If this doesn't cross into the realm of intellectual property, then what you're arguing is essentially something like 'this person dilutes my identity and my perceived ownership of it by doing what she's doing'. There are a lot of issues with this kind of stance in life that aren't particularly healthy, and lead to the construction of a fragile ego.

You mention several things 'offhand' in a way that suggests you wish to generate mystique and the appearance of high status, and your concerns are principally of this type. It might be worth just exploring why these things are so dominant in your psyche rather than trying to blame someone else who is simply exploring another identity and taking from what ste sees around her.

This person probably does not deserve your ire.
 
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If this doesn't cross into the realm of intellectual property, then what you're arguing is essentially something like 'this person dilutes my identity and my perceived ownership of it by doing what she's doing'. There are a lot of issues with this kind of stance in life that aren't particularly healthy, and lead to the construction of a fragile ego.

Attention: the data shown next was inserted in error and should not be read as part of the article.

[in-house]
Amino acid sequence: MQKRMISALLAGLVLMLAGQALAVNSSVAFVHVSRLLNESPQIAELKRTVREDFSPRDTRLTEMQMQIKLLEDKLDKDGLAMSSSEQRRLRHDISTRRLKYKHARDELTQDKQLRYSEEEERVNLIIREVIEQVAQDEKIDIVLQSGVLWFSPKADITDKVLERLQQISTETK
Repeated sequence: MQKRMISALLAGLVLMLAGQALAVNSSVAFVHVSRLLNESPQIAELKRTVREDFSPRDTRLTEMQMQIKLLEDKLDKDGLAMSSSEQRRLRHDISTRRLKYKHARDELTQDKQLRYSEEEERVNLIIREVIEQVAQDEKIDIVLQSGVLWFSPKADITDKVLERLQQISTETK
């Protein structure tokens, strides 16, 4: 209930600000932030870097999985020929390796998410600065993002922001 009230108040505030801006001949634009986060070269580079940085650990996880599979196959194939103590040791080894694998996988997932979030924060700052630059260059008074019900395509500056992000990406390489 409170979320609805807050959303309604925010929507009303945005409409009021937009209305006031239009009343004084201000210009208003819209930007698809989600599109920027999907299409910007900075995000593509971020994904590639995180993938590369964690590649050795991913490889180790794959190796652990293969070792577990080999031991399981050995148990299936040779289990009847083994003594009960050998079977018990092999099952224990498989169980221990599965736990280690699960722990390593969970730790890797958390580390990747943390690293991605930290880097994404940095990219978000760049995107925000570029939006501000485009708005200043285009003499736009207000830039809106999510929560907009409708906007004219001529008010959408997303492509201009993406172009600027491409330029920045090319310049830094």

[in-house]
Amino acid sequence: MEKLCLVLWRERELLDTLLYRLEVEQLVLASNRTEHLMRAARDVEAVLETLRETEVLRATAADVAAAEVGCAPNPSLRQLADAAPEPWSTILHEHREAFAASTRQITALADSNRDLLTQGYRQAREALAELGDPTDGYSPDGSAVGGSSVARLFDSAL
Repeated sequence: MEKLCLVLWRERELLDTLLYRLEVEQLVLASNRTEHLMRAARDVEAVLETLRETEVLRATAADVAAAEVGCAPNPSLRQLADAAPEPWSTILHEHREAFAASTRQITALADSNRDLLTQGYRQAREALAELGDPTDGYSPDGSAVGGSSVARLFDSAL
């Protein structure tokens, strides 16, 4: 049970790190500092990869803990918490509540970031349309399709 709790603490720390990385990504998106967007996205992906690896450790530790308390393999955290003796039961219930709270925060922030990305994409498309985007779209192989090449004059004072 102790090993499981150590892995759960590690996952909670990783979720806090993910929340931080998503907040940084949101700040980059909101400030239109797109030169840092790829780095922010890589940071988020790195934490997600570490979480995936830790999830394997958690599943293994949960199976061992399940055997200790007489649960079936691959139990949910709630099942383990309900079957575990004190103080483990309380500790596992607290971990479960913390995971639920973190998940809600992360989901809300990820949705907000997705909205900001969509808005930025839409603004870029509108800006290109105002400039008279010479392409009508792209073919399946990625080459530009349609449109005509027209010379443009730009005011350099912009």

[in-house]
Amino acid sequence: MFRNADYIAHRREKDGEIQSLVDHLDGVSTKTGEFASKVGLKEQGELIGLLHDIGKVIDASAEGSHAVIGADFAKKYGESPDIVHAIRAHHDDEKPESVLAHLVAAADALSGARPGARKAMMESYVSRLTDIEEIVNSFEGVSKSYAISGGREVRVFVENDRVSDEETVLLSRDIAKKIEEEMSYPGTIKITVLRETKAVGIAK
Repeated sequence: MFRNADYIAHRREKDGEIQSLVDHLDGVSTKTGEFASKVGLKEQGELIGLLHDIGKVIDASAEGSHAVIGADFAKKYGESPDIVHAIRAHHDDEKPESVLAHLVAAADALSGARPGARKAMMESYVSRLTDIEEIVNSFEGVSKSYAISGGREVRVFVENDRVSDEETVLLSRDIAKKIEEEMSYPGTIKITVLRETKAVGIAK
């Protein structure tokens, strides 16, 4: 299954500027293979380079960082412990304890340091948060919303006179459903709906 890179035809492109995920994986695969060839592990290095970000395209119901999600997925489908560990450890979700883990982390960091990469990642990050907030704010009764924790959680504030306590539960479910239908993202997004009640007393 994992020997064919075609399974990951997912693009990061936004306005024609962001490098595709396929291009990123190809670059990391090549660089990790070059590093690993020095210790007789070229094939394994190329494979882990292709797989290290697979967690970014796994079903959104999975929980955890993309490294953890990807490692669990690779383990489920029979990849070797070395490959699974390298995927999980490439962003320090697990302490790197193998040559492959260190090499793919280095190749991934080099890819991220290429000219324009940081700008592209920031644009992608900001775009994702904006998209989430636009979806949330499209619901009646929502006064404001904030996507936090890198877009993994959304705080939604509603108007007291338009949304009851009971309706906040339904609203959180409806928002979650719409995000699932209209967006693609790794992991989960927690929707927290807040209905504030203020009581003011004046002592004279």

I edited out quite a bit of my description to remain anonymous, but the theme here is that I'm a professional, and she is copying my style, persona, and intellectual property and plans to sell her copies of my work. As a professional, I do have "ownership" of my own work. I included the other aspects of her copying to show that copying is a large part of who she is.

I do not gatekeep communities and ideas. I definitely consider copying artistic intellectual property "plagiarism" and "stealing," though. If you think a person doesn't deserve my ire for this, maybe you should read up on US copyright laws.

I openly admit I'm in a vulnerable place right now, which long-time members/friends here certainly understand and they know exactly what I mean.

My desire for mystique is simply my desire to remain semi-anonymous on the forum.

Thanks for your amateur psychology session, though.
 
It seems like a lot of people have an internal monologue, and that makes them susceptible to something akin to the debunked pseudoscience of neurolinguistic programming, or hypnotic suggestion. Essentially, if people get a verbal equivalent of an earworm, or summary statement integrated into their mental monologue, they'll repeat it and believe it.